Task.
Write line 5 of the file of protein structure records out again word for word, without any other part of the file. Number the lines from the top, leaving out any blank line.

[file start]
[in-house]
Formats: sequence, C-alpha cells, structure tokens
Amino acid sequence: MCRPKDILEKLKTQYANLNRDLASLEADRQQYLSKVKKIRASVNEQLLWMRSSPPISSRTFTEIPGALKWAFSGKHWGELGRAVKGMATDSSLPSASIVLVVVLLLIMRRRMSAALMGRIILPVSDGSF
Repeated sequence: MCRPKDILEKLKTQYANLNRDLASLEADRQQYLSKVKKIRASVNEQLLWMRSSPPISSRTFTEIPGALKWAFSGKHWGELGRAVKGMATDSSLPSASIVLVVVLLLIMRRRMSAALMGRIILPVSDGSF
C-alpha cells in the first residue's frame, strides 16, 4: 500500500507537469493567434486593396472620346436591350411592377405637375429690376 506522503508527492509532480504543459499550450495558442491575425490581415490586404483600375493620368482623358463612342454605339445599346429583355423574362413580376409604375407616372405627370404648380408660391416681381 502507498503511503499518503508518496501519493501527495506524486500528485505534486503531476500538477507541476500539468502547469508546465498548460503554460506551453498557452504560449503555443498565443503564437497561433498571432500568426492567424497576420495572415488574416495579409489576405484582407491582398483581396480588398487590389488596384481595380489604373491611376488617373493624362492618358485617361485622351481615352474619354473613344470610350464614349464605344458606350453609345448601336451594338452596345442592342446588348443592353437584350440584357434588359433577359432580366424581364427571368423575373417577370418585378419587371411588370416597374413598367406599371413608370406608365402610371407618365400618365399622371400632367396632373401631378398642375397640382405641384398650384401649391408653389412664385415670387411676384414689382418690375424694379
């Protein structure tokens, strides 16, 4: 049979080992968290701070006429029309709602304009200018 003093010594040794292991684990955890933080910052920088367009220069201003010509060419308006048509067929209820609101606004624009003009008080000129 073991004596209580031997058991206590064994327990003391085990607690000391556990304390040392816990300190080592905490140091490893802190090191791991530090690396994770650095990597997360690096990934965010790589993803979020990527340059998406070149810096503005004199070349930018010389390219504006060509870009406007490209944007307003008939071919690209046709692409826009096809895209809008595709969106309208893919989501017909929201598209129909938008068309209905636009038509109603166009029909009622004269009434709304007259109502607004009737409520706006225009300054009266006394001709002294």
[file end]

C-alpha cells in the first residue's frame, strides 16, 4: 500500500507537469493567434486593396472620346436591350411592377405637375429690376 506522503508527492509532480504543459499550450495558442491575425490581415490586404483600375493620368482623358463612342454605339445599346429583355423574362413580376409604375407616372405627370404648380408660391416681381 502507498503511503499518503508518496501519493501527495506524486500528485505534486503531476500538477507541476500539468502547469508546465498548460503554460506551453498557452504560449503555443498565443503564437497561433498571432500568426492567424497576420495572415488574416495579409489576405484582407491582398483581396480588398487590389488596384481595380489604373491611376488617373493624362492618358485617361485622351481615352474619354473613344470610350464614349464605344458606350453609345448601336451594338452596345442592342446588348443592353437584350440584357434588359433577359432580366424581364427571368423575373417577370418585378419587371411588370416597374413598367406599371413608370406608365402610371407618365400618365399622371400632367396632373401631378398642375397640382405641384398650384401649391408653389412664385415670387411676384414689382418690375424694379